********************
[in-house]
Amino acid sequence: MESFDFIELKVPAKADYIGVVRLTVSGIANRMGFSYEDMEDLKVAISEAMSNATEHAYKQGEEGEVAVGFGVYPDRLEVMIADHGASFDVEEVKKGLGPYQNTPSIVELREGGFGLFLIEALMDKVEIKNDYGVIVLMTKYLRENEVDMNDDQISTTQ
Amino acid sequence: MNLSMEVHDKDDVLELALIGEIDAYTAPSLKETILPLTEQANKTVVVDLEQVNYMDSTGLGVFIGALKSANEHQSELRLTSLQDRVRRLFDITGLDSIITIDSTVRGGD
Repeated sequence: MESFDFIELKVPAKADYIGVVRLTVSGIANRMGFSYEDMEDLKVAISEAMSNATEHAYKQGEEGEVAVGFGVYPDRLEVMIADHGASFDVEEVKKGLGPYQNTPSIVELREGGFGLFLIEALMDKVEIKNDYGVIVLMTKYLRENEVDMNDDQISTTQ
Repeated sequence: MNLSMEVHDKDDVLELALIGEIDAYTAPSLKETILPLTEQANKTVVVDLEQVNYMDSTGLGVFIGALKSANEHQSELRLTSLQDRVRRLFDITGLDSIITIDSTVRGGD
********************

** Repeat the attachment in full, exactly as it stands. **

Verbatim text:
[in-house]
Amino acid sequence: MESFDFIELKVPAKADYIGVVRLTVSGIANRMGFSYEDMEDLKVAISEAMSNATEHAYKQGEEGEVAVGFGVYPDRLEVMIADHGASFDVEEVKKGLGPYQNTPSIVELREGGFGLFLIEALMDKVEIKNDYGVIVLMTKYLRENEVDMNDDQISTTQ
Amino acid sequence: MNLSMEVHDKDDVLELALIGEIDAYTAPSLKETILPLTEQANKTVVVDLEQVNYMDSTGLGVFIGALKSANEHQSELRLTSLQDRVRRLFDITGLDSIITIDSTVRGGD
Repeated sequence: MESFDFIELKVPAKADYIGVVRLTVSGIANRMGFSYEDMEDLKVAISEAMSNATEHAYKQGEEGEVAVGFGVYPDRLEVMIADHGASFDVEEVKKGLGPYQNTPSIVELREGGFGLFLIEALMDKVEIKNDYGVIVLMTKYLRENEVDMNDDQISTTQ
Repeated sequence: MNLSMEVHDKDDVLELALIGEIDAYTAPSLKETILPLTEQANKTVVVDLEQVNYMDSTGLGVFIGALKSANEHQSELRLTSLQDRVRRLFDITGLDSIITIDSTVRGGD